Mountain Biking Book Reviews
||But first, a word from our sponsor...
Why buy a biking book?
1. More rides, better details. Our trail pages should be considered
"quick and dirty" descriptions. We show you what
the trail's like, but for accurate riding descriptions, there's nothing like a
good guidebook. (Our trail riding guides are heavily odometer-dependent. If
you're riding without a speedometer, you need the more detailed
description in a guidebook.)
|That's "Rider Mel,"
author of the Moab biking book, hanging out at the top of Porcupine Rim
with Mike. (Mike's the tall one.)
Small world! Of all the Saturdays, on all the trails, we hit the
Castle Valley overlook at the same time.
2. More riding options. In particular, Gregg Bromka's books offer
permutations on the major rides. Turn a short trail into an epic loop. Attached
to a trail you thought you knew, find that insane downhiller's romp. In Mountain
Biking Utah's Wasatch Front, Gregg offers a several optional add-ons to almost
every ride. UtahMountainBiking doesn't do that because, frankly, Gregg works a
lot harder than we do.
3. Camping and dining info. Where's the best biker-friendly source of
suds, pizza, vegetarian fare? Where can I camp? Where's the nearest broken-bike
support? This is great information. If you want it, you're going to pay for it.
4. Supporting the tribe. Guidebook authors have helped make Utah a
bike-friendly state. Somebody had to do the research that helps bikers navigate
the trail. Support the pioneers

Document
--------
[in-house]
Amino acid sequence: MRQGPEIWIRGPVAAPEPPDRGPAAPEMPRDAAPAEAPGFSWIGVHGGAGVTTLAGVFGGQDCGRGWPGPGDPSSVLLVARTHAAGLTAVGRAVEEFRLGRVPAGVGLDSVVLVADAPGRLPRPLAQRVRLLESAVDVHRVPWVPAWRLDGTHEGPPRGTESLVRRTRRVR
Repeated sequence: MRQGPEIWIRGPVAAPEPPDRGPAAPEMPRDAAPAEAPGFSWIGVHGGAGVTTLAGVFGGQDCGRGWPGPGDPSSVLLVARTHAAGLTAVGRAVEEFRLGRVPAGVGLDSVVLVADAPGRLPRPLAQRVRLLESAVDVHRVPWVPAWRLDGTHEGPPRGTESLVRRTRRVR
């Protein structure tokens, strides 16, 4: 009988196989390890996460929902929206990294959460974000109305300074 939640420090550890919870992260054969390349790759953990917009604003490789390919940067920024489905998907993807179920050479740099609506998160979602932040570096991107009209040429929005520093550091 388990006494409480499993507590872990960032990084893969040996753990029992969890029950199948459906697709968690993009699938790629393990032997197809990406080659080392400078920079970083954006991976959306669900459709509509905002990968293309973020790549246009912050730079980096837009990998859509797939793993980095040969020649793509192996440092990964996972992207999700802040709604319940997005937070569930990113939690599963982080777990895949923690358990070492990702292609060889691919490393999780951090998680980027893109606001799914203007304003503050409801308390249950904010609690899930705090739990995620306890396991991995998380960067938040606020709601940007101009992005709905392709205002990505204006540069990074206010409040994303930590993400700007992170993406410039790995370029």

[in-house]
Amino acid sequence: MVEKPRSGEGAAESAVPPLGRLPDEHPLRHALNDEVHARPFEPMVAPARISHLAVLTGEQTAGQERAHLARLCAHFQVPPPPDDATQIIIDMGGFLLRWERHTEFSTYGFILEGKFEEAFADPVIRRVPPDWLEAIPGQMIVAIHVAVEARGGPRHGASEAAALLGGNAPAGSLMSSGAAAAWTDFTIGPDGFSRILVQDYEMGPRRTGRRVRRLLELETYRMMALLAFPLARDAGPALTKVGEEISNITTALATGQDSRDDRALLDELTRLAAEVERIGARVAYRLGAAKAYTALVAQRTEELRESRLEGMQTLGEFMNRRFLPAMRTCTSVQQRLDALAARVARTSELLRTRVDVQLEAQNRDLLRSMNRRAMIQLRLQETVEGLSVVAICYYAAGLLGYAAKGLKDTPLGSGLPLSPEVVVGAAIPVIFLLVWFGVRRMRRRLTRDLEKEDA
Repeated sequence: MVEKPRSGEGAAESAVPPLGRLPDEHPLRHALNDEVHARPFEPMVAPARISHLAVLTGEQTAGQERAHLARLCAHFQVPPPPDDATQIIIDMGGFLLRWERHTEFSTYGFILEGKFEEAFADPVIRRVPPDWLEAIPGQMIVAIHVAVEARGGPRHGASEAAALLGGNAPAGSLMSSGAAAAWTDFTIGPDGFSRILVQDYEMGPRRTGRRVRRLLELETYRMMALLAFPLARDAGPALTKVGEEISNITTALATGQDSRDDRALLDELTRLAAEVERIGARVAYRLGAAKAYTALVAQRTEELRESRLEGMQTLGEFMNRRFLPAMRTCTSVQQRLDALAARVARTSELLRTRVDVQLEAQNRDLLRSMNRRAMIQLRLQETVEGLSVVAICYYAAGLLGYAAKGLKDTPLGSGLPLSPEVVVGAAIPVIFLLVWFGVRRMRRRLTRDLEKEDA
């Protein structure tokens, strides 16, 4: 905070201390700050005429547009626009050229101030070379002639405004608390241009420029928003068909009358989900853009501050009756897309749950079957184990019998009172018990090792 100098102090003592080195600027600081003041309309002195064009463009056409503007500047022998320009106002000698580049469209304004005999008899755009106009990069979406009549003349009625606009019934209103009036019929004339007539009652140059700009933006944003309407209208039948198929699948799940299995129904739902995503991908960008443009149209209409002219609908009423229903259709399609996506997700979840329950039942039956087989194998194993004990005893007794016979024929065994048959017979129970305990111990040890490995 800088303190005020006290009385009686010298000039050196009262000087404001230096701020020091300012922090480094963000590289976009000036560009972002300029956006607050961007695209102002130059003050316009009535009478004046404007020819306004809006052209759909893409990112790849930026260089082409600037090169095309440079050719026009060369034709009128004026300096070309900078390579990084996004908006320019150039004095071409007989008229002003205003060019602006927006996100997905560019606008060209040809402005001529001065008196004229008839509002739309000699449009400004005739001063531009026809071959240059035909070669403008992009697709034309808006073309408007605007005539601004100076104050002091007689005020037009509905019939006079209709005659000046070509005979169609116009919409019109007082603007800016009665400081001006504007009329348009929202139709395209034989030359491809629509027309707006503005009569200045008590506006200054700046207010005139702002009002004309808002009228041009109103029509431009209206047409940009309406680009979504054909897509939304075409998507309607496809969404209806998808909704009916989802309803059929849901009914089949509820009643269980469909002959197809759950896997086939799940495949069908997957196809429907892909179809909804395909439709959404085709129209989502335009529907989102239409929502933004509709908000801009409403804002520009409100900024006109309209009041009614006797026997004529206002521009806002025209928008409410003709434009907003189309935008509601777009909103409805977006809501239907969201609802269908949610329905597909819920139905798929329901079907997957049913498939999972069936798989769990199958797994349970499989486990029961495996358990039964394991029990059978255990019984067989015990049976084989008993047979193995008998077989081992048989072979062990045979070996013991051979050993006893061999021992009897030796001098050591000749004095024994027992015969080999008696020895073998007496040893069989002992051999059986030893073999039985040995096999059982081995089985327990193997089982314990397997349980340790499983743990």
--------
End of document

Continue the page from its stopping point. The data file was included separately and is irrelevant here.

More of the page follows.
of Utah mountain biking by buying some books.
||Mountain Biking Utah by Gregg Bromka, Falcon Publishing 1999, 519 pages.
This is THE authoritative guide to the best of Utah's trails, with 100 of the must-do rides around the state.
Gregg Bromka writes a colorful description with interesting "side notes,"
plus a trail map and elevation graph. Good access directions. Better maps
than most other guidebooks. Includes the
best rides of the Moab area. This book is a
tad heavy for your bike backpack -- when exploring, we copy the pages of
the trail we'll be riding. If you're looking for
a single excellent
overall guide to Utah biking, get this one. Buy this book!
||Mountain Biking Utah's Wasatch
Front by Gregg Bromka, Off-road Publications 2003, 320 pages. This is
the most comprehensive guide to the trails of the Wasatch Front area (does
Logan or Park City trails). Includes descriptions, elevation graphs, and
topo maps of 71 trails within 50 miles of
Salt Lake City. Goes far beyond Mountain Biking Utah (Gregg Bromka's
state-wide trail book), with rides and ride options covering virtually
every worthwhile trail. Restaurant recommendations; camping information;
dog regulations; much more. This is a MUST-HAVE trail
book for SLC-Ogden-Provo area riders!
City and Beyond by Gregg Bromka, Off-road Publications 2006, 228
pages. This is the NEW definitive guide to Park City's
trails. On flipping through this book, I could only say
"Wow!" 43 rides, done in typical rigorous Bromka fashion.
Excellent maps, elevation graphs, ride add-ons. Includes a few trails in
the Heber and Uinta mountain area. Quick-glance information for each
trail in a helpful spreadsheet includes distance, tread type, difficulty,
elevation gain, and more. Master map shows locations of trails. Section on
City's Prime Cuts by Charlie Sturgis and Mark Fischer, 2004, 108 pages. It details 20 rides in the Park City region, ranked
into five difficulty levels with about 4 trails each. By-the-mile trail
directions are very detailed; elevation graphs are included. Maps are
bare-bones minumum (my only criticism of this book is that posted trail
names and critical intersections aren't shown on the maps). Spiral binding lets this book lie
flat, and the thick pages resist damage on-trail.
and Hiking in Moab's La Sal Mountains by Tim Walsh, La Sal Endeavors
2001, 111 pages. If you're venturing into the La
Sal Mountains above Moab, this is the book you want -- even if